Are You The Most Of Anything?

Last we week we delved into 5 Truths Of Corporate Transformation. My daughter turned 18 on the weekend. And part of the gift giving, I suggested to Alannah that I take her to David Jones to ‘kit her out’, ‘Pretty Woman’ style. The retort I received was “who buys clothes and shoes in a store, Dad?” So where did this shift occur? Whilst many are skeptics of the Zappos way, notably humans aren’t designed to operate like software, there are many aspects of the Zappos culture to admire. There are the clichés: Banners hang around the offices declaring the company’s core values – “Create Fun and a Little Weirdness” to “Be Adventurous, Creative and Open-Minded” and “Be Humble.” But Zappos is not a cultural artifact from the go-go years of the late twentieth century. Inc. Magazine, the bible of entrepreneurship, has called Zappos “arguably the 21stcenturies most innovative start-up.”The company has been hailed on the cover of Fortune as one of the country’s best places to work, and Tony Hsieh (pronounced shay) the wunderkind has become an executive role model.

Indeed, a month after it’s tenth birthday, in a powerful validation of how Zappos works, Internet giant Amazon agreed to use stock, eventually valued at $1.2 billion to buy the company – even as it vowed to keep its hand off the company, so it could do things its way. It was a huge and hugely unexpected deal that made a surprising amount of sense. Sure, Amazon is highly regarded for the way it serves customers. But its model is driven by muscle: low costs, huge warehouses, smart software. Zappos does much of that too, nut what makes it special is the depth of the human connections it has forged with customers. As Amazon founder Jeff Bezos said when he announced the deal, “I get all weak-kneed when I see a customer obsessed company.”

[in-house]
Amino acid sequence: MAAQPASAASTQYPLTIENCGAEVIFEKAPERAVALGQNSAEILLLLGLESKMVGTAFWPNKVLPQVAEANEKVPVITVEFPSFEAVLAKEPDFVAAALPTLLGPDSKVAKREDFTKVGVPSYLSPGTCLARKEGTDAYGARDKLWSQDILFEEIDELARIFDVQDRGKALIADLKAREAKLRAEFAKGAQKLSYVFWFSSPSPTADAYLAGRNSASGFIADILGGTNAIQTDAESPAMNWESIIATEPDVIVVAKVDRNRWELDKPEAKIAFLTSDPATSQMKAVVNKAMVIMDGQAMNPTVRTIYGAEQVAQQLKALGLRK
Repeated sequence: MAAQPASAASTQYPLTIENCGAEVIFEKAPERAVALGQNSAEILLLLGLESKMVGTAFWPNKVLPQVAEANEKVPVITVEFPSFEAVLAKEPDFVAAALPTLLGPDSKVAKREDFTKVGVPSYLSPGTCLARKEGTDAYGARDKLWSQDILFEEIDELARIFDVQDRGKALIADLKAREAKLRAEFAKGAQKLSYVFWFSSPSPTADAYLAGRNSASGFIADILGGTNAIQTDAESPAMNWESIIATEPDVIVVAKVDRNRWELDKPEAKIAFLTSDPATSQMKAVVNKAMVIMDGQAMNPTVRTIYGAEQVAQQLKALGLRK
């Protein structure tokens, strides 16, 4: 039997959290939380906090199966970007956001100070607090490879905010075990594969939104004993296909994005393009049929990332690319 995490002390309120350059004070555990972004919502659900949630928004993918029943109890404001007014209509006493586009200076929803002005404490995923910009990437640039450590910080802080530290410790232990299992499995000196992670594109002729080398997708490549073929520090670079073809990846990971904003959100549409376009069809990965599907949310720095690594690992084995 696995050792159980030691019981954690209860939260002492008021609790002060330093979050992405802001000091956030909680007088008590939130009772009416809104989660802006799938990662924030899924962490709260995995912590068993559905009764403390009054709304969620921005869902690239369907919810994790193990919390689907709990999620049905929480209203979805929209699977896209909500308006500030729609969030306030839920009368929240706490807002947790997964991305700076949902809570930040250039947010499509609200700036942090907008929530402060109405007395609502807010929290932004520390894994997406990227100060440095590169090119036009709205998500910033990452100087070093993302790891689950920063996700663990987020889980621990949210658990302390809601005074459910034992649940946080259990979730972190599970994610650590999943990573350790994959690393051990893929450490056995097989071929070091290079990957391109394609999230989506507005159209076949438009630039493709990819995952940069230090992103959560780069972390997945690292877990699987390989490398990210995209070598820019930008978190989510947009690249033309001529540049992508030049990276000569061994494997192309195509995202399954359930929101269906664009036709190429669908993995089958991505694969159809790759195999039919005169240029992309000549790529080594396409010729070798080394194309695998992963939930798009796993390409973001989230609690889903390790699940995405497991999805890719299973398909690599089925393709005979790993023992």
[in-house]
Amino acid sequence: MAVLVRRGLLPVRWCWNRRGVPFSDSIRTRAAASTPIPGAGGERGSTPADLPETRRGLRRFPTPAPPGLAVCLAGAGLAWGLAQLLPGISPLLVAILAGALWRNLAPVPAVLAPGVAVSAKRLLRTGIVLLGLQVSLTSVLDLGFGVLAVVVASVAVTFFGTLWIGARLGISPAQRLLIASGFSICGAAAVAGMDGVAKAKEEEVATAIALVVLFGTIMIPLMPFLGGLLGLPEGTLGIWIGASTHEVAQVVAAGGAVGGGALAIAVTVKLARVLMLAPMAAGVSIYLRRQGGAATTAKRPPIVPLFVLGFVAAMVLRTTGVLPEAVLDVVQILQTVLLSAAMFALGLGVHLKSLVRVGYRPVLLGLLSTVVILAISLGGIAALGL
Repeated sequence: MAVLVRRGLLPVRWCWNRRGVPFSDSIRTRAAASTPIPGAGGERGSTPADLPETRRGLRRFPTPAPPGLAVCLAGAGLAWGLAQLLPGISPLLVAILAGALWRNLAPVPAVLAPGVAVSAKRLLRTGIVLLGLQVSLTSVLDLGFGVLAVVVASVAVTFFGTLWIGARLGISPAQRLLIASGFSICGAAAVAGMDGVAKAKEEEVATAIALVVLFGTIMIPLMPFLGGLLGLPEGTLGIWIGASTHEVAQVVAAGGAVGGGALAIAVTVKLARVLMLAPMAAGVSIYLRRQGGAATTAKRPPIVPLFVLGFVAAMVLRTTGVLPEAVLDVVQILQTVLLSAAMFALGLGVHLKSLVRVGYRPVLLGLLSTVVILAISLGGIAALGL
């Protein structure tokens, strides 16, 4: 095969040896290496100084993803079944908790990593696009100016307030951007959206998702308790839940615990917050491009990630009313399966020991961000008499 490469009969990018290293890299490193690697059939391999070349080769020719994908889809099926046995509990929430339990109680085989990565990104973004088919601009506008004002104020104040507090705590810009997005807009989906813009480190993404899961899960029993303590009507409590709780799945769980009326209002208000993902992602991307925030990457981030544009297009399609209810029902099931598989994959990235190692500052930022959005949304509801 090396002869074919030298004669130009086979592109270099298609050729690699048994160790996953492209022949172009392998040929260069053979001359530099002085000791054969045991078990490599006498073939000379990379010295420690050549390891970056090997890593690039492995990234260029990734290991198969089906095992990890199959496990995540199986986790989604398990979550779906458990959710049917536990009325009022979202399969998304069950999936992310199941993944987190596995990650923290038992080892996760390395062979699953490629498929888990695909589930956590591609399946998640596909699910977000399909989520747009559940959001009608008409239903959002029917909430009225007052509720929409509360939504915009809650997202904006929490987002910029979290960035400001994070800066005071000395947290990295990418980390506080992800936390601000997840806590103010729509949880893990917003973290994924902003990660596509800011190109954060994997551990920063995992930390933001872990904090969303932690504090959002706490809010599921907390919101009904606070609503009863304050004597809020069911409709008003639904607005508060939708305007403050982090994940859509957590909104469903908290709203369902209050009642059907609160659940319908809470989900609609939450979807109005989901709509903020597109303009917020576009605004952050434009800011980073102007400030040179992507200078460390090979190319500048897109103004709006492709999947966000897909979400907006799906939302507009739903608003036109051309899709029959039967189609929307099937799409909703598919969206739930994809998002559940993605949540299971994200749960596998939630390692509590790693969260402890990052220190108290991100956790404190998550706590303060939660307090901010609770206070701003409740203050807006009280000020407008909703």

How has managed to shake up the brutally competitive world of fashion retail? A big part of the answer, as with Amazon, involves economics and logistics. The company offers an absurdly huge selection of shoes, clothes, handbags and fashion accessories – although shoes remain the sole (pun intended) of the operations. The company only sells merchandise it has on its shelves (no delays or back orders) and ships the items to customers for free. It also offers full refunds and free shipping for customers who return their purchases – up to a year after they order.

It sounds like a prescription for chaos – tens of thousands of returns coming in, even as tens of thousands of orders go out – but it’s crucial to the company’s success. Zappos’s operating efficiencies and open-ended return policies mean customers who are unsure about sizes and styles can order lots of different options, keep what they like, and ship back the rest. “We take the risk out of buying online,”Hsieh explains. “If someone likes to try ten different pairs of shoes with ten outfits, we encourage them to order all ten pairs and return the ones that don’t work.”It’s an easy to understand offer with hard-to-beat appeal.